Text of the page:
Many readers will identify with McLaren’s account of his own crisis in faith, in which he questioned his own system of beliefs during a retreat. He compares the need to “question long-held beliefs” with science’s willingness to change its mind when it discovers new facts. The scientific method emphasizes the search for truth, rather than adherence to outdated beliefs in the face of newly discovered facts.
The Great Spiritual Migration contains examples of Christianity’s history of spiritual, theological, and missional migration. For example, he notes that in the United States, slavery and white supremacy were considered to be “consistent with ‘biblical’ Christianity.” Scholars are still coming to terms with Christianity’s violent history. He outlines the need for “new questions” as Christianity migrates from “fear, violence, exploitation, misinformation, and the plundering of the planet” toward working for a “just and lasting peace in the larger ‘us’ of the kingdom or commonwealth of God.”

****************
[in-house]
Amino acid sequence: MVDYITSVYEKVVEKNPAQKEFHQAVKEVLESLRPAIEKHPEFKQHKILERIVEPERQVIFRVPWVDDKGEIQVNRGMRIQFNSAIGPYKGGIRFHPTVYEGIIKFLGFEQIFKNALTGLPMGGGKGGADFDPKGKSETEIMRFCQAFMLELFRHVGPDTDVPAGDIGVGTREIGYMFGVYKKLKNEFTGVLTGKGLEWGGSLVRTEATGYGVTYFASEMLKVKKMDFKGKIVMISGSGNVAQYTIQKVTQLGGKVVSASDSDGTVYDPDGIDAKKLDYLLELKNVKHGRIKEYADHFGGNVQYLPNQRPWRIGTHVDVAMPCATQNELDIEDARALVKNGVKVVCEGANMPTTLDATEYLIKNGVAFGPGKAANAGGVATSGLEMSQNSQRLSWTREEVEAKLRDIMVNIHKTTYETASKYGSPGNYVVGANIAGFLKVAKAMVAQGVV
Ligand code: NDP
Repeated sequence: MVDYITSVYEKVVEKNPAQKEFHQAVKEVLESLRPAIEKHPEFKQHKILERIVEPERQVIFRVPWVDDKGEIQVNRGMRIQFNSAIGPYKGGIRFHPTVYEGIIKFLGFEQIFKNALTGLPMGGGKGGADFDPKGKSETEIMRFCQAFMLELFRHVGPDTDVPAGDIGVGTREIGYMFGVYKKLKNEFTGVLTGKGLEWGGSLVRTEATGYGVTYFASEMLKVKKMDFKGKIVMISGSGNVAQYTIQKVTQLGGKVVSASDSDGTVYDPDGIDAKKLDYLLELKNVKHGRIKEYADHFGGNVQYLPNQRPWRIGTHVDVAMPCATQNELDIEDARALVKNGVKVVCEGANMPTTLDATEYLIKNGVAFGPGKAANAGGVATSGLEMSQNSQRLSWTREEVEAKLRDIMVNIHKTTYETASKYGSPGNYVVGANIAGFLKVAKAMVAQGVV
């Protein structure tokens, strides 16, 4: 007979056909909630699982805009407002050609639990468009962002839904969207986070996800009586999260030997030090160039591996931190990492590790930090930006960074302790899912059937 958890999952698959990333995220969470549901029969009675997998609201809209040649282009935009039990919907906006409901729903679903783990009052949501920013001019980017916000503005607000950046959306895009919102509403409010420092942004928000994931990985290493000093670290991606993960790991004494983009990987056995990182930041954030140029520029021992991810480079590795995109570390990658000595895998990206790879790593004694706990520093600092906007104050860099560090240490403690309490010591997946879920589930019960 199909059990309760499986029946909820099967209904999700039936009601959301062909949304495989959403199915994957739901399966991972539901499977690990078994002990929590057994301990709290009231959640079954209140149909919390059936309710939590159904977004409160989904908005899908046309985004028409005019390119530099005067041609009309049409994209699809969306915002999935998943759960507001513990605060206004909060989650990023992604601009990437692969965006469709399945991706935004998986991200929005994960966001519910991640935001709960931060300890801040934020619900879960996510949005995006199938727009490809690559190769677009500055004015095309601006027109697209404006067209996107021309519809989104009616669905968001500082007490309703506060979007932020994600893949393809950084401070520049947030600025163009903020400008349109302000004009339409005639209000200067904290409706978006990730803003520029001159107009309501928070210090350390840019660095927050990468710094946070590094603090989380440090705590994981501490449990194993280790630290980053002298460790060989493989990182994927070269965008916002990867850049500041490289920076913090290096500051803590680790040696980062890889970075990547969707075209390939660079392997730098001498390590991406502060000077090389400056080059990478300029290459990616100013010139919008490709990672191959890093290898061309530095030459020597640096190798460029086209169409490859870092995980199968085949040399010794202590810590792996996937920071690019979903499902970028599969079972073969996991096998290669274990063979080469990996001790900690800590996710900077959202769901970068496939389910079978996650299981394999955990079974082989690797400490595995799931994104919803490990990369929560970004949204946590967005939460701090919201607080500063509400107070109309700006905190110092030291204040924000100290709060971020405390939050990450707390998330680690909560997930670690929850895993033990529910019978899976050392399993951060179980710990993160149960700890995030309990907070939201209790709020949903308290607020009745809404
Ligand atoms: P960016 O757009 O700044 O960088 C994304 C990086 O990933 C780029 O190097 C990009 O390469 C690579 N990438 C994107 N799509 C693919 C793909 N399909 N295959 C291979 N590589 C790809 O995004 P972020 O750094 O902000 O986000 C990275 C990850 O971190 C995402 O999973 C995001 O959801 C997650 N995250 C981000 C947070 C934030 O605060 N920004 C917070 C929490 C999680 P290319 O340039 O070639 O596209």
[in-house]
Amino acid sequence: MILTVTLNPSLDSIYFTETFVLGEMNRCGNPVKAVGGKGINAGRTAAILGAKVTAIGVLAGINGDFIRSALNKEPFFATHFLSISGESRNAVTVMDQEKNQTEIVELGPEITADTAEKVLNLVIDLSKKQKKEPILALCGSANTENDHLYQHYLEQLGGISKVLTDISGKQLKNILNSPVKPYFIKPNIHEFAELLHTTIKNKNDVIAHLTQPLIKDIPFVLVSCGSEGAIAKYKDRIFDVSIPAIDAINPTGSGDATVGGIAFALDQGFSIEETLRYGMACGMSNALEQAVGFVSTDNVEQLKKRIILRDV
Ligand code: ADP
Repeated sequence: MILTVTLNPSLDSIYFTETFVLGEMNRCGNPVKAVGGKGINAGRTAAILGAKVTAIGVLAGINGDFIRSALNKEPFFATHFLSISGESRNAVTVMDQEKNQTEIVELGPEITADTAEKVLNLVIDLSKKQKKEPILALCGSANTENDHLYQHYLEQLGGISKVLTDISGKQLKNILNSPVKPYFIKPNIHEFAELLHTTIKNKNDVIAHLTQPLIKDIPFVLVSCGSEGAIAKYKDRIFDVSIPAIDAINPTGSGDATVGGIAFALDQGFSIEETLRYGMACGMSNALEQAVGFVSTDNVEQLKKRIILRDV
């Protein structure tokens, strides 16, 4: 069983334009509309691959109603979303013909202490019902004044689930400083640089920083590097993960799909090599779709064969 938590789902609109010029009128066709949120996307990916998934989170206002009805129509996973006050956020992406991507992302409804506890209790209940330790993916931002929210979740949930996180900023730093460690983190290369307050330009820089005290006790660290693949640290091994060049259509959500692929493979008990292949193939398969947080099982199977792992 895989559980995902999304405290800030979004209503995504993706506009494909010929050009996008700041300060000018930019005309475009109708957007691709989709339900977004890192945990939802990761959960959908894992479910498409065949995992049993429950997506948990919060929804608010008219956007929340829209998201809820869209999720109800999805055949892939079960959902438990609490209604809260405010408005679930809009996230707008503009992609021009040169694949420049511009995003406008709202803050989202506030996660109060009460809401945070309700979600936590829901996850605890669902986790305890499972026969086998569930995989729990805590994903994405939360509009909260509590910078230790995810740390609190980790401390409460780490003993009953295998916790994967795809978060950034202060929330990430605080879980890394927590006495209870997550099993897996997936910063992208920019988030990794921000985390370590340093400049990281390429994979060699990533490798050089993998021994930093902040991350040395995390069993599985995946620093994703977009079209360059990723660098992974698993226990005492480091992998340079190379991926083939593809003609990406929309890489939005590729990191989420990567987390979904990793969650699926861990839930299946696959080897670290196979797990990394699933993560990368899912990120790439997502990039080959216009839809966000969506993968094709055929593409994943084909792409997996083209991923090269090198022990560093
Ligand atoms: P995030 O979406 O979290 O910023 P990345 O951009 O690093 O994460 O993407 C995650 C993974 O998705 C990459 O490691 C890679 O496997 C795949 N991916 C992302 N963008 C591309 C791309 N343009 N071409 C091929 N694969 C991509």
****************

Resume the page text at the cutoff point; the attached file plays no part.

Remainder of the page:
As a Christian with a progressive and inclusive world view, I welcomed the opportunity to read Brian McLaren’s latest thoughts on my faith. The Great Spiritual Migration assures me that I am not alone in my questions about the direction Christianity has taken in the past, and my hopes for a new direction in the future. I highly recommend this book to readers who are searching for hope and guidance in these often troubling times.
For more information about Brian McLaren, click here, and for more information about the book, click here.
FTC Disclaimer: I received this book from Blogging for Books in exchange for this review. All opinions in this review are my own.
In The Book of Esther, Emily Barton delivers an imaginative blend of alternative history, steampunk, and feminism. The story takes place in Khazaria, where a Jewish refugees have fled from oppression in Germania. The main character, Esther, is a courageous girl who, like the Esther of the Old Testament, makes a bold decision to fight for her people. Accompanied by a mechanical horse named Seleme and a young slave, she searches for a kabbalistic village in hopes that the residents will turn her into a man.